Calling animal rights activist Ann Van Dyk a "cat person" may be a bit of an understatement.
In the past, the resident of Pretoria, South Africa, bought two cheetah cubs from a local farmer, only to have them confiscated because they are an endangered species, the Christian Science Monitor reports.
Undeterred, Van Dyk volunteered 99 acres of her family's farmland to the National Zoological Gardens of South Africa, which sought rural property to expand its cheetah breeding program in 1971.
"I think the fact that cheetahs are an endangered species, and nobody was doing anything about it, that was the reason I started this center," Van Dyk, who is now in her 70s, told the news source.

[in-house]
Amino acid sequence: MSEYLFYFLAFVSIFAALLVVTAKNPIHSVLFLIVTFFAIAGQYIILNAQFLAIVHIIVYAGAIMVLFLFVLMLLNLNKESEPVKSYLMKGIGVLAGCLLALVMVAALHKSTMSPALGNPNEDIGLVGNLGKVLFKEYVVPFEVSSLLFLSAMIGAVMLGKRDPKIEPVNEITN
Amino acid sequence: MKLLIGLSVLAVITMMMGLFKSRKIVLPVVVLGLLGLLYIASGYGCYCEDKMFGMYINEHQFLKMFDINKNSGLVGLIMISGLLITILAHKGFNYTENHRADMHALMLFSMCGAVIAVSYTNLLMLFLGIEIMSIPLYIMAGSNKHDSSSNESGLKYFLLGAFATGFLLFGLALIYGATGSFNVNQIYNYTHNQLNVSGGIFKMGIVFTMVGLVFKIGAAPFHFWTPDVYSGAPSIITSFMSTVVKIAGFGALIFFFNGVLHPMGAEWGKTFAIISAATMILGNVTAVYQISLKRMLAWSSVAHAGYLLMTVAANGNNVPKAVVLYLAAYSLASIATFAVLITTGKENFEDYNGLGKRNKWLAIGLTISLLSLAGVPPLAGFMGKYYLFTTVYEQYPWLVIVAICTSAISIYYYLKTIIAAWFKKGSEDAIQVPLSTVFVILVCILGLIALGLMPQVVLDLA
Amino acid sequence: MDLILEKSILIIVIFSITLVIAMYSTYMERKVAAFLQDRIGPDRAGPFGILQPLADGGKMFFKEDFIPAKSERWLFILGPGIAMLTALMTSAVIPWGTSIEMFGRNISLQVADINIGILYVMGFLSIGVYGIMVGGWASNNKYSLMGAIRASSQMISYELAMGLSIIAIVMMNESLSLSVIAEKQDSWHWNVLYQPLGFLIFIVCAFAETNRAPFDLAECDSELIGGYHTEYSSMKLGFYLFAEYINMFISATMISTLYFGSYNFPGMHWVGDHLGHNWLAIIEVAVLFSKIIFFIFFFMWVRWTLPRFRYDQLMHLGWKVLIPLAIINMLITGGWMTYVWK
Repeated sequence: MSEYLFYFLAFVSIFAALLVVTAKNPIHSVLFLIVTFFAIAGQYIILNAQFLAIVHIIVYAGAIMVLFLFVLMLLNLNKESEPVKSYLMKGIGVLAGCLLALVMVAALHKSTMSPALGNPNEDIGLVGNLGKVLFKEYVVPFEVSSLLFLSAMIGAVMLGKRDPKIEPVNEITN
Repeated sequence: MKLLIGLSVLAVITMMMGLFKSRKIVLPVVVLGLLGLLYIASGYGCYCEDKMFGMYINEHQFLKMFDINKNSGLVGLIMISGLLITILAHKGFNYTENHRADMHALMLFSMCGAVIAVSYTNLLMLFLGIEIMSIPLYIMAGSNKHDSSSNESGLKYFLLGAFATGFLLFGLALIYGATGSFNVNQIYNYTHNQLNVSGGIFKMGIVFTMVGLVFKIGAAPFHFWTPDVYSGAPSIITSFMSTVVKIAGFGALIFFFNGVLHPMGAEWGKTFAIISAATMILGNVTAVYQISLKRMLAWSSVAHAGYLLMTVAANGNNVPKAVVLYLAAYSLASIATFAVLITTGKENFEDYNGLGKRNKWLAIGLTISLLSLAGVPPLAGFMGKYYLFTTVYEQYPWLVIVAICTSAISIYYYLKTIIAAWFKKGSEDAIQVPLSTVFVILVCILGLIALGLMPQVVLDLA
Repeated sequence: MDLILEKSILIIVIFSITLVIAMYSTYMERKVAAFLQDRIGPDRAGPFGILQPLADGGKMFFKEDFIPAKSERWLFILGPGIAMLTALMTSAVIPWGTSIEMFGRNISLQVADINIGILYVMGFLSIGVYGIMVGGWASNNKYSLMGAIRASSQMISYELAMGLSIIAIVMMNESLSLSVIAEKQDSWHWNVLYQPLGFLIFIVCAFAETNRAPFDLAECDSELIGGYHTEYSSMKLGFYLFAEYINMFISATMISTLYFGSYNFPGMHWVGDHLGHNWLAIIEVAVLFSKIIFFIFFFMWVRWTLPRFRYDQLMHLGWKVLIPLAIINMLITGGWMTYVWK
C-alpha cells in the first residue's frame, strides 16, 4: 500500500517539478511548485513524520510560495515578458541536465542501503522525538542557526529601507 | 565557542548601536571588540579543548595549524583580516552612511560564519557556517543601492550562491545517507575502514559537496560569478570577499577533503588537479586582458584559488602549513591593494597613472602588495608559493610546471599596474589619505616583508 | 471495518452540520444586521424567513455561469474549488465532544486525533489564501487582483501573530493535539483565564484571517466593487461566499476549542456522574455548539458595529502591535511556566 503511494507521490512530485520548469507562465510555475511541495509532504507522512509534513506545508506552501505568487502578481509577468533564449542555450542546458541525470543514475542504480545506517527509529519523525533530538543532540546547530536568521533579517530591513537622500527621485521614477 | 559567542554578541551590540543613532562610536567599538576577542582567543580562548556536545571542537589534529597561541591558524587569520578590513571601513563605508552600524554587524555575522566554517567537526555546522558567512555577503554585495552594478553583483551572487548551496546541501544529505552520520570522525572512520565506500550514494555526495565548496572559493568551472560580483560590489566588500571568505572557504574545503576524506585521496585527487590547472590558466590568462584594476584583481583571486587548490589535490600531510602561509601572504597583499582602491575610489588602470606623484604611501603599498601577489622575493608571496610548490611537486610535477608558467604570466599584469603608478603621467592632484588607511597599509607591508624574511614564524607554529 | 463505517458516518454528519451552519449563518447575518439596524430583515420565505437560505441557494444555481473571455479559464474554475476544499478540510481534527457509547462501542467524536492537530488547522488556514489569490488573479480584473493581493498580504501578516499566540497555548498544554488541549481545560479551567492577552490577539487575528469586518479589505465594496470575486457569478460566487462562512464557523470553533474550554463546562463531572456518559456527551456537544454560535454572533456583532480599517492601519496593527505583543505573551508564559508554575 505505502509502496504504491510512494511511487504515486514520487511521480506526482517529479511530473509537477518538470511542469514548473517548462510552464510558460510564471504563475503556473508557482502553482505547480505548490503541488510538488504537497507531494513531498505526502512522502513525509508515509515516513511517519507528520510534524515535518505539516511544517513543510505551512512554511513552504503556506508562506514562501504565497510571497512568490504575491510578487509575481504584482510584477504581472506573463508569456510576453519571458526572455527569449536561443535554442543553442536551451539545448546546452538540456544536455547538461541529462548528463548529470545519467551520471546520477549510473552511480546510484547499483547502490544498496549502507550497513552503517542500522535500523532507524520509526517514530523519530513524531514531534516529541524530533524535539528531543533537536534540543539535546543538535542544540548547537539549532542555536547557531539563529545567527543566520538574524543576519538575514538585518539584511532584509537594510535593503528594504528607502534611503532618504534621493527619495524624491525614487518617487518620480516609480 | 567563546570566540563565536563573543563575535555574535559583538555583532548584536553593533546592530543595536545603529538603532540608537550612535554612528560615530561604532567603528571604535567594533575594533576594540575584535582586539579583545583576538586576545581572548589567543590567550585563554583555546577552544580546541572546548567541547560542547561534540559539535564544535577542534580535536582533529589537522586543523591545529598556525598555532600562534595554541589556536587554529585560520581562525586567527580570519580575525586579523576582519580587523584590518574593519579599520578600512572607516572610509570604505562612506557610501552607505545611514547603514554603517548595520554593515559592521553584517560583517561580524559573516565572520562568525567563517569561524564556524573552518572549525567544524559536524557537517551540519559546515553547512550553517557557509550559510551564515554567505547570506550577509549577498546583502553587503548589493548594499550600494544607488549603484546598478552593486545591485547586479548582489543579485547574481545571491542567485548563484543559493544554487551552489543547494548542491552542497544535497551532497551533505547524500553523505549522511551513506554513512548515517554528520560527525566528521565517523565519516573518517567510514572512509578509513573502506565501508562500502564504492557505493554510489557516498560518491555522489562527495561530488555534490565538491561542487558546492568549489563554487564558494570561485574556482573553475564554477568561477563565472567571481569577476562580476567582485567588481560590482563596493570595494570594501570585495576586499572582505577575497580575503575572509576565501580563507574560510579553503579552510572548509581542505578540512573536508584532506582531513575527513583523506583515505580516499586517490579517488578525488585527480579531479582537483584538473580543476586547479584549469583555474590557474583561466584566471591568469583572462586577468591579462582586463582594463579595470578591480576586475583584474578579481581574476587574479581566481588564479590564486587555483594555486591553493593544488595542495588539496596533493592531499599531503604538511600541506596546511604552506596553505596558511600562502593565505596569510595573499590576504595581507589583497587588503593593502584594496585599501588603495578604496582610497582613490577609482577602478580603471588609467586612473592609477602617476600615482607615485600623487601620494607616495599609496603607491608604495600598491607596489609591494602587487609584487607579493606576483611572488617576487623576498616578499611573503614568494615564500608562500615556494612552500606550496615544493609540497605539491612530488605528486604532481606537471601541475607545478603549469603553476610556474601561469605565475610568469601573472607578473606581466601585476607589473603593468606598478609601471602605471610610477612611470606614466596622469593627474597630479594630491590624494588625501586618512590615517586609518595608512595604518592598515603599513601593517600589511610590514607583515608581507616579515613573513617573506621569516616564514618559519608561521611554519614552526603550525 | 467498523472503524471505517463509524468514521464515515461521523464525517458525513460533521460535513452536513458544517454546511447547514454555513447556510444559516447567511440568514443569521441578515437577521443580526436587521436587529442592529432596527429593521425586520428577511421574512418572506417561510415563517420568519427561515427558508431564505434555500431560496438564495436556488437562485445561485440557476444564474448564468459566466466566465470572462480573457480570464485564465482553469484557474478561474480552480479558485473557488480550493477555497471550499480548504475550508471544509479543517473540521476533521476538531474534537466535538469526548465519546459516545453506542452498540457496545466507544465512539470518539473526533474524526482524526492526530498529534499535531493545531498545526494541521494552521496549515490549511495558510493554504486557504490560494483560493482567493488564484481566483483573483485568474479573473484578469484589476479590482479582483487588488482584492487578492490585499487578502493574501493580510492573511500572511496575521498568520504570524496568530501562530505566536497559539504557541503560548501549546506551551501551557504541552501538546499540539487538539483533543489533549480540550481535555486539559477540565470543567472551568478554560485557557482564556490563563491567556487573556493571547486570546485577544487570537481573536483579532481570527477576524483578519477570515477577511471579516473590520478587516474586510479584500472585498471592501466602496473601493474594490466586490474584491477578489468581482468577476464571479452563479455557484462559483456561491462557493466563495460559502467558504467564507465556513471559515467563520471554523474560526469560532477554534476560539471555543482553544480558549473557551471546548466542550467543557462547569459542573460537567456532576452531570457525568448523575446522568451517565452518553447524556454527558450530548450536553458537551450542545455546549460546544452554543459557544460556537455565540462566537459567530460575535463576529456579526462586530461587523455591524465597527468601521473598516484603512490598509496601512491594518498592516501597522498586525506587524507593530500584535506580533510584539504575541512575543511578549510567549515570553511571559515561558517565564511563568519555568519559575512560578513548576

Since the center opened, Van Dyk has helped breed 800 of the endangered species, some of which are now roaming the wild, while others are enjoyed by visitors to zoos.
While the number of cheetahs left in the wild has dwindled to about 7,500, and some wildlife experts say they could become extinct within two decades, the career cheetah-chaser remains optimistic.
"I've got a great team, and when I'm not here anymore, they'll carry forward," she commented.
The vast majority of remaining cheetahs live in sub-Saharan Africa, BigCats.com reports.